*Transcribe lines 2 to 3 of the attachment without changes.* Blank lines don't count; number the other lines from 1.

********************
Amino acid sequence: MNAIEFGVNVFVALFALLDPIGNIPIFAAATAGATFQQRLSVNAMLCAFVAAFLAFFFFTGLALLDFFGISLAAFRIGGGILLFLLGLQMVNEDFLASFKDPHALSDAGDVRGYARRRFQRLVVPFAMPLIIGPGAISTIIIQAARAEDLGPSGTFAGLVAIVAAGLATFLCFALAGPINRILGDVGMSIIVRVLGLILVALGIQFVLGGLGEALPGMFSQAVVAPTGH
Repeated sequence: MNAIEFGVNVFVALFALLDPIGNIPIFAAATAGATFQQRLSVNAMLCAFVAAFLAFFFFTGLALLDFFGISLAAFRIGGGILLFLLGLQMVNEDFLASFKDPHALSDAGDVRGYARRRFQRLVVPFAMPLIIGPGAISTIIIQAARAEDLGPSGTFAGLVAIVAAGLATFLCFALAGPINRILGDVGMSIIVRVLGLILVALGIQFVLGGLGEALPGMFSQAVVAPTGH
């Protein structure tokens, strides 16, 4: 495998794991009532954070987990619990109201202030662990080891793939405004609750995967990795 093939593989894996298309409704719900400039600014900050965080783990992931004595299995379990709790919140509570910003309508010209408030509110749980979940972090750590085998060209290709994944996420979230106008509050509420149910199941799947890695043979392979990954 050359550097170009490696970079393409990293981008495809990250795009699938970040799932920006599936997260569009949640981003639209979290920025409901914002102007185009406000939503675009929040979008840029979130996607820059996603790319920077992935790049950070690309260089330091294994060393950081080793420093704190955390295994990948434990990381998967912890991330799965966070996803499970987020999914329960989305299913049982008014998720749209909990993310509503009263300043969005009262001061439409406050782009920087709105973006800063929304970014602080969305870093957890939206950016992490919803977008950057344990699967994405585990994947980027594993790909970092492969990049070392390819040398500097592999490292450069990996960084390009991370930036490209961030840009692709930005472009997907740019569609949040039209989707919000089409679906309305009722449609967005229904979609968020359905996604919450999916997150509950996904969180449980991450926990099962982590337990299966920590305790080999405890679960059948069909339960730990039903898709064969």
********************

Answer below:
Repeated sequence: MNAIEFGVNVFVALFALLDPIGNIPIFAAATAGATFQQRLSVNAMLCAFVAAFLAFFFFTGLALLDFFGISLAAFRIGGGILLFLLGLQMVNEDFLASFKDPHALSDAGDVRGYARRRFQRLVVPFAMPLIIGPGAISTIIIQAARAEDLGPSGTFAGLVAIVAAGLATFLCFALAGPINRILGDVGMSIIVRVLGLILVALGIQFVLGGLGEALPGMFSQAVVAPTGH
């Protein structure tokens, strides 16, 4: 495998794991009532954070987990619990109201202030662990080891793939405004609750995967990795 093939593989894996298309409704719900400039600014900050965080783990992931004595299995379990709790919140509570910003309508010209408030509110749980979940972090750590085998060209290709994944996420979230106008509050509420149910199941799947890695043979392979990954 050359550097170009490696970079393409990293981008495809990250795009699938970040799932920006599936997260569009949640981003639209979290920025409901914002102007185009406000939503675009929040979008840029979130996607820059996603790319920077992935790049950070690309260089330091294994060393950081080793420093704190955390295994990948434990990381998967912890991330799965966070996803499970987020999914329960989305299913049982008014998720749209909990993310509503009263300043969005009262001061439409406050782009920087709105973006800063929304970014602080969305870093957890939206950016992490919803977008950057344990699967994405585990994947980027594993790909970092492969990049070392390819040398500097592999490292450069990996960084390009991370930036490209961030840009692709930005472009997907740019569609949040039209989707919000089409679906309305009722449609967005229904979609968020359905996604919450999916997150509950996904969180449980991450926990099962982590337990299966920590305790080999405890679960059948069909339960730990039903898709064969």